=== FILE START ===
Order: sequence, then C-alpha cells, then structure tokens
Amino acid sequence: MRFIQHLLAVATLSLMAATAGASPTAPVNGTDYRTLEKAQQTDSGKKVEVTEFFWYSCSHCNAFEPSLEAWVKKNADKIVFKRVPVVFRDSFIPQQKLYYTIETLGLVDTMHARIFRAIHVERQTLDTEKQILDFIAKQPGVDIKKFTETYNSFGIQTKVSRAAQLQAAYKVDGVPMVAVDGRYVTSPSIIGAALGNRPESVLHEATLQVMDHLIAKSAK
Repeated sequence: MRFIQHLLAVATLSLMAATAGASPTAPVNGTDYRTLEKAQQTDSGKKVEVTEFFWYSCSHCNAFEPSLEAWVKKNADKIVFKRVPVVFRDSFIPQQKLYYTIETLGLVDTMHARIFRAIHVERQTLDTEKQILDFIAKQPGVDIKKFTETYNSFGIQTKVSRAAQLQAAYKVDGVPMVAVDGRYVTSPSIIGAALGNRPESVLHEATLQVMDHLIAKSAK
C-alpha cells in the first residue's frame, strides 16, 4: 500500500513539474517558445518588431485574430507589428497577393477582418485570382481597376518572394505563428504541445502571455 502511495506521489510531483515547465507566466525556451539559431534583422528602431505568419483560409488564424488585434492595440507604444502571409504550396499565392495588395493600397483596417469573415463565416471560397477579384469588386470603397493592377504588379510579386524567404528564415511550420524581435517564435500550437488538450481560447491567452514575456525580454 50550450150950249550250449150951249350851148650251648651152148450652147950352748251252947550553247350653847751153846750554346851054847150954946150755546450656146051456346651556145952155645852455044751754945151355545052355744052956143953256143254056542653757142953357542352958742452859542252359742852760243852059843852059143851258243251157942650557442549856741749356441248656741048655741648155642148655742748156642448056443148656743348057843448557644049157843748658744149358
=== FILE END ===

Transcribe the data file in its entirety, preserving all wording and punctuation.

Order: sequence, then C-alpha cells, then structure tokens
Amino acid sequence: MRFIQHLLAVATLSLMAATAGASPTAPVNGTDYRTLEKAQQTDSGKKVEVTEFFWYSCSHCNAFEPSLEAWVKKNADKIVFKRVPVVFRDSFIPQQKLYYTIETLGLVDTMHARIFRAIHVERQTLDTEKQILDFIAKQPGVDIKKFTETYNSFGIQTKVSRAAQLQAAYKVDGVPMVAVDGRYVTSPSIIGAALGNRPESVLHEATLQVMDHLIAKSAK
Repeated sequence: MRFIQHLLAVATLSLMAATAGASPTAPVNGTDYRTLEKAQQTDSGKKVEVTEFFWYSCSHCNAFEPSLEAWVKKNADKIVFKRVPVVFRDSFIPQQKLYYTIETLGLVDTMHARIFRAIHVERQTLDTEKQILDFIAKQPGVDIKKFTETYNSFGIQTKVSRAAQLQAAYKVDGVPMVAVDGRYVTSPSIIGAALGNRPESVLHEATLQVMDHLIAKSAK
C-alpha cells in the first residue's frame, strides 16, 4: 500500500513539474517558445518588431485574430507589428497577393477582418485570382481597376518572394505563428504541445502571455 502511495506521489510531483515547465507566466525556451539559431534583422528602431505568419483560409488564424488585434492595440507604444502571409504550396499565392495588395493600397483596417469573415463565416471560397477579384469588386470603397493592377504588379510579386524567404528564415511550420524581435517564435500550437488538450481560447491567452514575456525580454 50550450150950249550250449150951249350851148650251648651152148450652147950352748251252947550553247350653847751153846750554346851054847150954946150755546450656146051456346651556145952155645852455044751754945151355545052355744052956143953256143254056542653757142953357542352958742452859542252359742852760243852059843852059143851258243251157942650557442549856741749356441248656741048655741648155642148655742748156642448056443148656743348057843448557644049157843748658744149358